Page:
- Family and Medical Leave Act (FMLA)/Families First Coronavirus Response Act (FFCRA): Constituting 12% of the lawsuits filed, these are based on allegations of failure to provide leave related to COVID-19 and allegations of retaliation for utilizing the above-said leave.
- Worker Adjustment and Retraining Notification Act (WARN): These are filed alleging layoffs without required WARN notices.
- Wage and hour: Making up 6% of the filings, these are based on allegations of failure to pay for hours worked prior to business closures due to COVID-19 concerns.
- Consolidated Omnibus Budget Reconciliation Act (COBRA): Allegations of failures to provide COBRA notices and/or providing defective COBRA notices.
- Other assorted claims
How to Minimize Litigation Risk
How can employers minimize their exposure to COVID-19-related employment and workers’ compensation claims?
- Review the applicable workers’ compensation laws.
- Ensure all relevant policies are up to date – whether policies related to anti-discrimination, non-harassment, anti-retaliation, the FMLA, Emergency Paid Sick Leave Act and the Emergency Family and Medical Leave Expansion Act under the FFCRA (if lesser than 500 employees), reasonable accommodation issues, remote work and so on.
- Have a COVID-19 workplace safety plan and communicate the same to all employees. Ensure compliance with the plan, and investigate and address any reported concerns. Document the investigation process and outcome.
- Educate managers, supervisors, and human resources professionals regarding the relevant policies and steps to adopt in case a worker requests to utilize the policies and/or expresses concerns of noncompliance.
- When conducting health screenings, temperature checks or other tests, ensure compliance with social distancing requirements, confidentiality regarding any medical records created, and applicable privacy laws.
- Document all steps taken after an employee reports a positive or suspected COVID-19 diagnosis and comply with all state guidelines and CDC (Centers for Disease Control and Prevention) recommendations on quarantine timeframes and return-to-work parameters.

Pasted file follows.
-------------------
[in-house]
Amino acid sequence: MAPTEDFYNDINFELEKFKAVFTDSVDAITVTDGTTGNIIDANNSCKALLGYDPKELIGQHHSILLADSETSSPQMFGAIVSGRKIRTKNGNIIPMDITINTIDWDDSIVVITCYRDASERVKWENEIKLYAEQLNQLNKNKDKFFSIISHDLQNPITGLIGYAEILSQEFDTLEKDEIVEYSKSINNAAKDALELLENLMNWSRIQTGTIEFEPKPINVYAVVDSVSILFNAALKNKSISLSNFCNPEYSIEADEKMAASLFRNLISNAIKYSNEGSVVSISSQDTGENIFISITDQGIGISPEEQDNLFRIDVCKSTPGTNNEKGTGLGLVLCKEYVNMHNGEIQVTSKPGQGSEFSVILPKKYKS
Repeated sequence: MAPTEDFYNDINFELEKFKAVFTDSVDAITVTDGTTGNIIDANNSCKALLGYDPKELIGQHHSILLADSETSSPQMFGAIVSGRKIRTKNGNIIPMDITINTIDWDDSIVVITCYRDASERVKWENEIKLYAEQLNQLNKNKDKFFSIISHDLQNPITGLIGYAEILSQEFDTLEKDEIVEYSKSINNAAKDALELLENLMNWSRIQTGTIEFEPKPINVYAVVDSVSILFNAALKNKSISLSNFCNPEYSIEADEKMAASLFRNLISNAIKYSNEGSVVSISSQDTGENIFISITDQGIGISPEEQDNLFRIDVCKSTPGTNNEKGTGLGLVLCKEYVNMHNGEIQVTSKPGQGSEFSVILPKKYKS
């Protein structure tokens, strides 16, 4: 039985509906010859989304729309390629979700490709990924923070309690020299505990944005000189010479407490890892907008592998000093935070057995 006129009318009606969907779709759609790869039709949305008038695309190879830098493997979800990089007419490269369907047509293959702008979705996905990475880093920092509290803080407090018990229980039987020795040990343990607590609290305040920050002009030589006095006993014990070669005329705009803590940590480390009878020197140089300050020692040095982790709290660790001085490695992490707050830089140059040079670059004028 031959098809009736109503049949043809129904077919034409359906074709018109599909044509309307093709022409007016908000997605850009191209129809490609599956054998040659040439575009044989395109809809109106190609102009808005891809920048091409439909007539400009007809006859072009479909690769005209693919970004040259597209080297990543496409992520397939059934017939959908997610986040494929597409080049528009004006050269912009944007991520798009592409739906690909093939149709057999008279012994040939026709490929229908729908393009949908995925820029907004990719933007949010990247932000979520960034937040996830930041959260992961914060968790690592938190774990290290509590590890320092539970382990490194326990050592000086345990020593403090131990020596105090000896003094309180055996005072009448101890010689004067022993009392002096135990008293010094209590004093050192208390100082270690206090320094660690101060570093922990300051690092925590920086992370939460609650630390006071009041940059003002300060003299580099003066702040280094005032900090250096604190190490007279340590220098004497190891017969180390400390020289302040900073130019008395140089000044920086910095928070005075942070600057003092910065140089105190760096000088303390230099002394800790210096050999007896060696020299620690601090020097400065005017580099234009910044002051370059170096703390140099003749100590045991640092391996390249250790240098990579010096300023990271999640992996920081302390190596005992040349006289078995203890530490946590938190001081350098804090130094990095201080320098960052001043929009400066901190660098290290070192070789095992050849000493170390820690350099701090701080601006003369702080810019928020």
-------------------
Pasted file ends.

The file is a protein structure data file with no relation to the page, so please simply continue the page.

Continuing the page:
- If reducing the workforce, provide appropriate notices and ensure that selection criteria is non-discriminatory.
- If adjusting compensation, provide notice of changes as required by relevant state legislation.
- Stay abreast of new legislative enactments.
Employers must focus on increasing safety in the workplace during the coronavirus pandemic. Make sure to provide PPE for employees, and consider installing shields or screens at major points of contact such as reception. Enforce social distancing strictly and close/limit access to common areas – ensure that these areas are cleaned and sanitized thoroughly and frequently. It is best to adopt a work-from-home policy if possible. Another consideration is to arrange work such that days in the office can be alternated among groups of employees. Employers must maintain open communication to make sure that the workers know the various measures that are implemented to protect them. Employers can also implement screening tests such as temperature checks and coronavirus testing before allowing employees into the office. As any employment lawyer would advise, employers must be abreast with all federal, state and local laws related to family and medical leave, sick leave and other employee rights. To ensure maximum safety of employees, employers must also stay on top of all current and evolving guidelines from the CDC, the Department of Labor, OSHA and others.